Dilated cardiomyopathy is a non-ischemic cardiac disorder predisposing to heart failure, and the characteristics of dilated cardiomyopathy emerge under normal loading conditions. Dilated cardiomyopathy can be consequence of various conditions e.g. genetic mutations, virus infection or toxin exposures. One of the significant causes of familial dilated cardiomyopathy in Finland is mutation S143P in LMNA-gene, coding for A type lamins. Current drug therapy for dilated cardiomyopathy aims to alleviation of symptoms, prevention of complications and progression of the disease, however, efficacy of current therapy is insufficient, and novel therapy strategies are urgently required. Transcription factors are fundamental regulators of gene expression, and GATA4 is a crucial transcription factor both in embryonic and in adult heart and thus an intriguing target for therapeutic manipulation. Compounds targeting GATA4 have shown anti-hypertrophic and cardioprotective effects. Here, effects of two different hypertrophic stimuli, endothelin-1 and mechanical stretch, on human induced pluripotent stem cell-derived cardiomyocytes (hiPSC-CMs) were examined with high-content analysis and quantitative reverse transcription PCR (qRT-PCR), respectively. One hiPSC-CM line was used as a healthy control, whereas the other carried the S143P mutation in LMNA-gene (DCM-CMs). Additionally, effects of GATA4-targeting compound C-2021 on cardiomyocytes were investigated. In summary, according to proBNP staining, DCM-CMs are more hypertrophied at baseline. DCM-CMs seemed to be less susceptible to mechanical stretch-induced enhancement in BNP gene expression. In addition, compound C 2021 may have anti-hypertrophic properties suggesting it to be a potential drug candidate in cardiac diseases. Finally, lamin A seemed to mislocalize to nucleoplasm instead of nuclear lamina in DCM-CMs.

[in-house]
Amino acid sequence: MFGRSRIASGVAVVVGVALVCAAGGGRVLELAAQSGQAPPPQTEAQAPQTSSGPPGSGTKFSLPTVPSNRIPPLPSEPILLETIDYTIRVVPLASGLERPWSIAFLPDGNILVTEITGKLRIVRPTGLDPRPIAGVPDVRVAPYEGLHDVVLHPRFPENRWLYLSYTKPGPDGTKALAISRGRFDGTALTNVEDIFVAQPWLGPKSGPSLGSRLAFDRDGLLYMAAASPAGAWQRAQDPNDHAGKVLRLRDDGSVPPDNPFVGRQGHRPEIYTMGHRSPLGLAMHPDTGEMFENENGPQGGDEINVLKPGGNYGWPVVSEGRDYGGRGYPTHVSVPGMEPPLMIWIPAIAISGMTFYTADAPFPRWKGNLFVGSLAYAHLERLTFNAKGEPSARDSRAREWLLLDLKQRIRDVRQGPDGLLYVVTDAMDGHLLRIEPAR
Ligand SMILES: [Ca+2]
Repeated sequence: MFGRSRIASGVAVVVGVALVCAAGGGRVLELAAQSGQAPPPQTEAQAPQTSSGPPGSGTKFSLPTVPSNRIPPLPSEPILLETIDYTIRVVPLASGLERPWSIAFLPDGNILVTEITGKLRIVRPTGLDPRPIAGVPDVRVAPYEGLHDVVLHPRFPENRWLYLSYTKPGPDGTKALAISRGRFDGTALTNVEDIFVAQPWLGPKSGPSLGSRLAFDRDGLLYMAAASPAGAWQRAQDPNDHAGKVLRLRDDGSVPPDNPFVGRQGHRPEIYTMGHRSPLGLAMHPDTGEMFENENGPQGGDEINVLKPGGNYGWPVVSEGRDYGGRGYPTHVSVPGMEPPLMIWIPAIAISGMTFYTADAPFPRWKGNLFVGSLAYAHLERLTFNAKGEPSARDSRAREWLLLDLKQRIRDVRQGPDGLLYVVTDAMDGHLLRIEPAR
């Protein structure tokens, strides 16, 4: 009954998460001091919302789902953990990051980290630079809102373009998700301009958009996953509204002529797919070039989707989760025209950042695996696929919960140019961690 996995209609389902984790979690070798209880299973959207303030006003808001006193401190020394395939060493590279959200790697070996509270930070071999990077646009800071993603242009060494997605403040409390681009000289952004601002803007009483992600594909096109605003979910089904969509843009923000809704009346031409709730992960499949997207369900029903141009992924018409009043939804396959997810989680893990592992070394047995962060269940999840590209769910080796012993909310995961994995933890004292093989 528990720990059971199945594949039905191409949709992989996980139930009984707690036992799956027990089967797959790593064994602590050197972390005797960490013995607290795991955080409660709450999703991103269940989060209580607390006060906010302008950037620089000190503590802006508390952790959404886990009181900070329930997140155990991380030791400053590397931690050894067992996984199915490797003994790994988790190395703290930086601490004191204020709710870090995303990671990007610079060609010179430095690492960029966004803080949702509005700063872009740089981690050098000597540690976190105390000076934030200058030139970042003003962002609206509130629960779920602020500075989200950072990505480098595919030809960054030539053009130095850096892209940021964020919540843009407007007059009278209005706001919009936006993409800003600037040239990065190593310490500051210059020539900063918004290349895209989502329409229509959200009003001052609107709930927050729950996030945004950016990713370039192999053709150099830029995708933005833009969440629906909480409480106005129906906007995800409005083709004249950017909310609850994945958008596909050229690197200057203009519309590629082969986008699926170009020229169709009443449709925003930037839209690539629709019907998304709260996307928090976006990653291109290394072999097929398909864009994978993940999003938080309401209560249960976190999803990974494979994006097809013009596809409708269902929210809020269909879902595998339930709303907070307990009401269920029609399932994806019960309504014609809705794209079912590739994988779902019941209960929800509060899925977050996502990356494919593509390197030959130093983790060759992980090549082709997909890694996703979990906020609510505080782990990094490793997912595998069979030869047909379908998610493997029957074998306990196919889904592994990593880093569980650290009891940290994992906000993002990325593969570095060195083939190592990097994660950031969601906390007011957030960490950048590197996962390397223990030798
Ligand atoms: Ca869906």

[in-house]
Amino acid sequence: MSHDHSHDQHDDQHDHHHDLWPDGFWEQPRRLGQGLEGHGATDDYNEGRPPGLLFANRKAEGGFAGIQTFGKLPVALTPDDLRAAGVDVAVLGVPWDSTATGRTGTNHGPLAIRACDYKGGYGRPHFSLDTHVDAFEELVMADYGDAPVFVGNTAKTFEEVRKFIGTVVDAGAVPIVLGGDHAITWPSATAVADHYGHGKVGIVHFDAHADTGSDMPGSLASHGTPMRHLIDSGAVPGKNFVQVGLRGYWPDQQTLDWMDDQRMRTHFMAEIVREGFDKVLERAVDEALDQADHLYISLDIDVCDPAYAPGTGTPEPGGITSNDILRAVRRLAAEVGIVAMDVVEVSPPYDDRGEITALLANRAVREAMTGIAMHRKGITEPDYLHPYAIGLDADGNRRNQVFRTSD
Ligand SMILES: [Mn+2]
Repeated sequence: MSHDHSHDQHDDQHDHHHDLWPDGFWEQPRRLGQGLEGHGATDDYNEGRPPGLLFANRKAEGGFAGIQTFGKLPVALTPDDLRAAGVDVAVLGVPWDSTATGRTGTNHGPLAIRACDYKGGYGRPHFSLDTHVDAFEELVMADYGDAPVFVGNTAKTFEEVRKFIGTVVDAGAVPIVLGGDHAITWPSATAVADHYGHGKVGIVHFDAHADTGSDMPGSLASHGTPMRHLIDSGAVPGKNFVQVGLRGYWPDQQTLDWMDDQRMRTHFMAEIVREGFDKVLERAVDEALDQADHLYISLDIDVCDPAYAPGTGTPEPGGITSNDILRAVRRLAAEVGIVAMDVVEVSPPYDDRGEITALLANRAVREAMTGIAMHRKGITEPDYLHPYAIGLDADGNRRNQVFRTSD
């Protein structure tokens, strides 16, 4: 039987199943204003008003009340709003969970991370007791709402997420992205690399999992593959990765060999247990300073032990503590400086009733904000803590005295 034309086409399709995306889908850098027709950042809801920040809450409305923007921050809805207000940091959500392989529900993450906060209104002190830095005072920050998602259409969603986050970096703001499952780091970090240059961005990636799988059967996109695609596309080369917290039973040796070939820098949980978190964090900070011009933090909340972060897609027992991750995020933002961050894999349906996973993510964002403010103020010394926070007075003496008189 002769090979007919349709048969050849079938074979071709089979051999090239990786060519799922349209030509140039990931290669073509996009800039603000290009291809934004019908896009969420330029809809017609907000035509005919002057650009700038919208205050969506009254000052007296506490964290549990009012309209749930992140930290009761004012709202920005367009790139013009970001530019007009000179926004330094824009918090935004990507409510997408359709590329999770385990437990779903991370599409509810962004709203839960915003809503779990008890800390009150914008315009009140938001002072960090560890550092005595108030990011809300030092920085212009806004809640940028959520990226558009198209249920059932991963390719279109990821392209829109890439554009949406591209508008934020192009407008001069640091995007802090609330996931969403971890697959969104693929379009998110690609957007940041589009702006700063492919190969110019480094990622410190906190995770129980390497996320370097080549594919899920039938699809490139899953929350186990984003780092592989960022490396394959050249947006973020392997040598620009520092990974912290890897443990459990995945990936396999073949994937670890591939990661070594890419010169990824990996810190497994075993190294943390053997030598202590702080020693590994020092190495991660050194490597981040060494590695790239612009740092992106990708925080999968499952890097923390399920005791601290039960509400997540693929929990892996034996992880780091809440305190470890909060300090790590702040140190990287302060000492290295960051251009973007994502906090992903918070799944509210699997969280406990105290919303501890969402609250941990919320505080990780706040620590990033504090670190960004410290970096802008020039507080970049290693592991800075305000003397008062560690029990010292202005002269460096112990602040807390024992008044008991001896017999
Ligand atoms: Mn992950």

• Johansson, Niklas G; Dreano, Loic; Vidilaseris, Keni; Khattab, Ayman; Liu, Jianing; Lasbleiz, Arthur; de Castro Ribeiro, Orquidea Marilia; Kiriazis, Alexandros; Boije af Gennäs, Gustav; Meri, Seppo; Goldman, Adrian; Yli-Kauhaluoma, Jari; Xhaard, Henri (2021)
    Inhibition of membrane-bound pyrophosphatase (mPPase) with small molecules offer a new approach in the fight against pathogenic protozoan parasites. mPPases are absent in humans, but essential for many protists as they couple pyrophosphate hydrolysis to the active transport of protons or sodium ions across acidocalcisomal membranes. So far, only few nonphosphorus inhibitors have been reported. Here, we explore the chemical space around previous hits using a combination of screening and synthetic medicinal chemistry, identifying compounds with low micromolar inhibitory activities in the Thermotoga maritima mPPase test system. We furthermore provide early structure-activity relationships around a new scaffold having a pyrazolo[1,5-a]pyrimidine core. The most promising pyrazolo[1,5-a]pyrimidine congener was further investigated and found to inhibit Plasmodium falciparum mPPase in membranes as well as the growth of P. falciparum in an ex vivo survival assay.